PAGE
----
As had happened during the French and Indian War and later the Revolutionary War, from the first days of the Civil War Albany was converted into a military camp. Lincoln’s original request for troops designated Albany, New York City and Elmira as military marshaling points. Troops from the entire northeast, including upstate New York as far west as Buffalo, east to Vermont, New Hampshire and western Massachusetts reported to Albany. Continue reading
Washington Irving was an historian and writer. Some historians and biographers have called him the first great American author.
In this episode of the Ben Franklin’s World podcast, Michael Lord, Director of Education at Historic Hudson Valley, joins us to explore the life of Washington Irving, his home, Sunnyside, and the historic Hudson Valley region he immortalized in stories such as Diedrich Knickerbocker’s History of New York, “The Legend of Sleepy Hollow,” and “Rip Van Winkle.” You can listen to the podcast here: www.benfranklinsworld.com/035
Imagine the drama of the moment: in a courtroom, Edward Perkins battling against the city of Beacon, New York, desperate to win on behalf of his poor family. The charge? They had been cold-heartedly evicted from their apartment by city officials, and for several chilly, rainy June days, he had searched for new housing.
Meanwhile, Edward’s wife and son suffered and his daughter fell ill, presumably from the terrible living conditions. The damages sought (in 1915) were $15,000 from the city, along with $30,000 from the police chief who had deposited all the family’s belongings on the sidewalk. The $45,000 total was equal to $1.1 million in 2015. Continue reading
Magic rites in the jungle seal the fate of a love triangle in the long-forgotten opera of H. Lawrence Freeman restaged on Friday and Saturday at Columbia University’s Miller Theatre. Voodoo was composed in 1914 and had its last performance in 1928. The music and libretto come from a composer who was a friend of Scott Joplin. author of more than 20 operas, and founder of the Harlem Renaissance’s Negro Grand Opera Company. The revival features Gregory Hopkins of Harlem Opera Theatre conducting in a production that drew on collaboration with the Harlem Chamber Players and the Morningside Opera. Continue reading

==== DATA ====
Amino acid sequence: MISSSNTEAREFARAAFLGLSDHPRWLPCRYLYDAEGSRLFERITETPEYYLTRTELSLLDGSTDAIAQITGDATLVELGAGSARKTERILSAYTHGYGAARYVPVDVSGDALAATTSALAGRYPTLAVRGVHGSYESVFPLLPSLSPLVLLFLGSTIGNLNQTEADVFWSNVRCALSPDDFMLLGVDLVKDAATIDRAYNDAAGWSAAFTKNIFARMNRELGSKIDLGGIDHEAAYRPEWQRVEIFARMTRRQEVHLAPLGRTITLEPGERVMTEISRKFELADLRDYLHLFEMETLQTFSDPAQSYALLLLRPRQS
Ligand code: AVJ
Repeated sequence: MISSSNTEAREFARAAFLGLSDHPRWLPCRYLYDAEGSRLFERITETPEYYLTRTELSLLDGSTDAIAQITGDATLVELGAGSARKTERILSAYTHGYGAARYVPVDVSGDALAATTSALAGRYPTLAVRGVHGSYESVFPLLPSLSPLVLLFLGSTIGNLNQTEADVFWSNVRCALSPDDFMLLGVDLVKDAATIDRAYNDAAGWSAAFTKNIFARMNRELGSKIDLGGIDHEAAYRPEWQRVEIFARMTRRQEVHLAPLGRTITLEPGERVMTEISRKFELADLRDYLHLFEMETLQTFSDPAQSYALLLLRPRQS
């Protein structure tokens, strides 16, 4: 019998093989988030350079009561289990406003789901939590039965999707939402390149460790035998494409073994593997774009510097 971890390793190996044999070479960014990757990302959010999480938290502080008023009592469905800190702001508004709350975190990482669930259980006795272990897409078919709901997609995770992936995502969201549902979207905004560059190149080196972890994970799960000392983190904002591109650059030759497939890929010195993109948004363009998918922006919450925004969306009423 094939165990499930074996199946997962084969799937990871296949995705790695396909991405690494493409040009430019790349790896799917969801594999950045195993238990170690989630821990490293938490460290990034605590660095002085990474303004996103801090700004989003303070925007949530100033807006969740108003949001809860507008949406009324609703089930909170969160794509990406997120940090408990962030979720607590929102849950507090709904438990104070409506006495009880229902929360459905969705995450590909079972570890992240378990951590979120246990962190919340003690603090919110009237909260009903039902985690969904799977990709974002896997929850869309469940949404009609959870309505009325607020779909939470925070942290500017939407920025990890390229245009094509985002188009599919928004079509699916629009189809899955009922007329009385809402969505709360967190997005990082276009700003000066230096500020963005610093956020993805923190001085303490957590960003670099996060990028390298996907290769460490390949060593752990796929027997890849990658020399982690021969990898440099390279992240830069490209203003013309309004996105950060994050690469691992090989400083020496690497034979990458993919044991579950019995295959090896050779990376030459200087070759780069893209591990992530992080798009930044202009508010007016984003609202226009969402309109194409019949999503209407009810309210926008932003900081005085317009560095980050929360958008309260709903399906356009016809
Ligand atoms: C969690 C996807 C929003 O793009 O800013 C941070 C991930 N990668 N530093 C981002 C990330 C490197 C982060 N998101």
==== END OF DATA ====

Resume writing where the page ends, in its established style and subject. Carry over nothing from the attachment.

Philipse Manor Hall State Historic Site is designing an exhibit about the rise of Yonkers as an immigrant city, set for a phased opening beginning in September 2016. From its start as a Lenape fishing village and Dutch patroonship, to the industrious peak of the 1900s, and into modern times, the growth of Yonkers can be attributed to the various ethnic groups that have settled in the area.
The site is seeking local first- and second-generation immigrants to assist with the creation of this exhibit. Interviews will be conducted on an ongoing basis through the remaining months of 2015. Continue reading
On June 23, the New York City Landmark Preservation Commission (LPC) voted unanimously to designate the Stonewall Inn an Individual Historic Landmark. The site is the location of the Stonewall riots of June 1969, an event that helped spark the current LGBTQ Pride Movement.
The building is already protected as part of the Greenwich Village Historic District and its significance derives entirely from its historical, social and cultural importance, rather than architectural, marking it a unique designation for the LPC. Continue reading